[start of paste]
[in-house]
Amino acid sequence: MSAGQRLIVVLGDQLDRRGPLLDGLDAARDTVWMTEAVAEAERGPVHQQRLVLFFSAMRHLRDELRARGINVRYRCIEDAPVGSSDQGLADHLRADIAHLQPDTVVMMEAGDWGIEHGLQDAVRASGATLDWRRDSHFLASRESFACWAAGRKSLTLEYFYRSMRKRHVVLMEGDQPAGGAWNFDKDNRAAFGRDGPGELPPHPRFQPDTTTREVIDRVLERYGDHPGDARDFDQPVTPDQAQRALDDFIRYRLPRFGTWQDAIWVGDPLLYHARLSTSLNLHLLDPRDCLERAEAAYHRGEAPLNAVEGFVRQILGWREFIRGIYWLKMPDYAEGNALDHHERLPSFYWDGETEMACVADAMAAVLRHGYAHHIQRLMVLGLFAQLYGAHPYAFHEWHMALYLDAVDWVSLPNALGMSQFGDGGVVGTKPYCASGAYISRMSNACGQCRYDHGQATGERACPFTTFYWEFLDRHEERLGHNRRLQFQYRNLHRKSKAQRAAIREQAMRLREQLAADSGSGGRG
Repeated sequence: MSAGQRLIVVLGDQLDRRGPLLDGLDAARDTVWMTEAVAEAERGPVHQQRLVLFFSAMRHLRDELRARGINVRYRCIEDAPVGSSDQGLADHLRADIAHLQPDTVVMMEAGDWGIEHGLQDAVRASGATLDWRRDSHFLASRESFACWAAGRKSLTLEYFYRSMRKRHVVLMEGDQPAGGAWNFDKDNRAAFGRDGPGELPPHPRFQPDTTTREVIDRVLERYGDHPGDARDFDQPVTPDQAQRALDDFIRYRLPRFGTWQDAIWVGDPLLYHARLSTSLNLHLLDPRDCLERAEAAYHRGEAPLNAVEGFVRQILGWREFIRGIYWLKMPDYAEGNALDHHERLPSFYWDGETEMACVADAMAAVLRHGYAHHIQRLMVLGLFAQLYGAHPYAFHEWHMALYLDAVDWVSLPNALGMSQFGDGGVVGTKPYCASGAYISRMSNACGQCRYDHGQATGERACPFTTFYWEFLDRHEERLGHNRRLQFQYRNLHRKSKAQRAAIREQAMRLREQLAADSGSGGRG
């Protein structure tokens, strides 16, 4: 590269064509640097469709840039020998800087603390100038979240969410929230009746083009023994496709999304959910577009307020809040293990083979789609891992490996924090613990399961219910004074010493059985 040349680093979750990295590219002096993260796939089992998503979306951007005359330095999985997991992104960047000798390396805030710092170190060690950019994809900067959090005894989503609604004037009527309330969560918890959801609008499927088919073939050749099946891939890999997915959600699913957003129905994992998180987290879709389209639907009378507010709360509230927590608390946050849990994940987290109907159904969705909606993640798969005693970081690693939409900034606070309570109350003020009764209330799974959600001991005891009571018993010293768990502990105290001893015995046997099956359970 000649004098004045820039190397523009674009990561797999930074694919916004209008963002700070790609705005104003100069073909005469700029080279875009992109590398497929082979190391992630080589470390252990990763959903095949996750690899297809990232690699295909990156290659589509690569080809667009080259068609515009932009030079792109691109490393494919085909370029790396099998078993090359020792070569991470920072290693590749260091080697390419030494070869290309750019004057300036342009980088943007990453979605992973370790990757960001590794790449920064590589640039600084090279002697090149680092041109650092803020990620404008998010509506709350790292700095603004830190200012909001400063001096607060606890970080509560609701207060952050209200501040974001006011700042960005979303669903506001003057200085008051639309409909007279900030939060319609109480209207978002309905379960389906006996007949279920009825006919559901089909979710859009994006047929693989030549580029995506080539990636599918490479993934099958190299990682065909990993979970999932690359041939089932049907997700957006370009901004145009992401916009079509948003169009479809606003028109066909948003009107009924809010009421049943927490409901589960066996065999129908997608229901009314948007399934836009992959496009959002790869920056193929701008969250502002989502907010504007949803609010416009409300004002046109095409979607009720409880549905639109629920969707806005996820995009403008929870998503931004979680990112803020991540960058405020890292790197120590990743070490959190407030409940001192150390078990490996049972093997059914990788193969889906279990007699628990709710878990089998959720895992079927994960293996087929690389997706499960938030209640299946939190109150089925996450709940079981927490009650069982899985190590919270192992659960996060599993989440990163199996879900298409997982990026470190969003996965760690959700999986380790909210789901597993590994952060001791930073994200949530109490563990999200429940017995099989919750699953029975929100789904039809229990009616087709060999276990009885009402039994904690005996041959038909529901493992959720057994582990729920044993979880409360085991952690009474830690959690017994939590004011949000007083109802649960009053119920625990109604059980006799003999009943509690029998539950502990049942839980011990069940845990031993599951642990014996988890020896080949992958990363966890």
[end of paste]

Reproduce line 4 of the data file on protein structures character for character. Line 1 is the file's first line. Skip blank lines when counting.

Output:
């Protein structure tokens, strides 16, 4: 590269064509640097469709840039020998800087603390100038979240969410929230009746083009023994496709999304959910577009307020809040293990083979789609891992490996924090613990399961219910004074010493059985 040349680093979750990295590219002096993260796939089992998503979306951007005359330095999985997991992104960047000798390396805030710092170190060690950019994809900067959090005894989503609604004037009527309330969560918890959801609008499927088919073939050749099946891939890999997915959600699913957003129905994992998180987290879709389209639907009378507010709360509230927590608390946050849990994940987290109907159904969705909606993640798969005693970081690693939409900034606070309570109350003020009764209330799974959600001991005891009571018993010293768990502990105290001893015995046997099956359970 000649004098004045820039190397523009674009990561797999930074694919916004209008963002700070790609705005104003100069073909005469700029080279875009992109590398497929082979190391992630080589470390252990990763959903095949996750690899297809990232690699295909990156290659589509690569080809667009080259068609515009932009030079792109691109490393494919085909370029790396099998078993090359020792070569991470920072290693590749260091080697390419030494070869290309750019004057300036342009980088943007990453979605992973370790990757960001590794790449920064590589640039600084090279002697090149680092041109650092803020990620404008998010509506709350790292700095603004830190200012909001400063001096607060606890970080509560609701207060952050209200501040974001006011700042960005979303669903506001003057200085008051639309409909007279900030939060319609109480209207978002309905379960389906006996007949279920009825006919559901089909979710859009994006047929693989030549580029995506080539990636599918490479993934099958190299990682065909990993979970999932690359041939089932049907997700957006370009901004145009992401916009079509948003169009479809606003028109066909948003009107009924809010009421049943927490409901589960066996065999129908997608229901009314948007399934836009992959496009959002790869920056193929701008969250502002989502907010504007949803609010416009409300004002046109095409979607009720409880549905639109629920969707806005996820995009403008929870998503931004979680990112803020991540960058405020890292790197120590990743070490959190407030409940001192150390078990490996049972093997059914990788193969889906279990007699628990709710878990089998959720895992079927994960293996087929690389997706499960938030209640299946939190109150089925996450709940079981927490009650069982899985190590919270192992659960996060599993989440990163199996879900298409997982990026470190969003996965760690959700999986380790909210789901597993590994952060001791930073994200949530109490563990999200429940017995099989919750699953029975929100789904039809229990009616087709060999276990009885009402039994904690005996041959038909529901493992959720057994582990729920044993979880409360085991952690009474830690959690017994939590004011949000007083109802649960009053119920625990109604059980006799003999009943509690029998539950502990049942839980011990069940845990031993599951642990014996988890020896080949992958990363966890």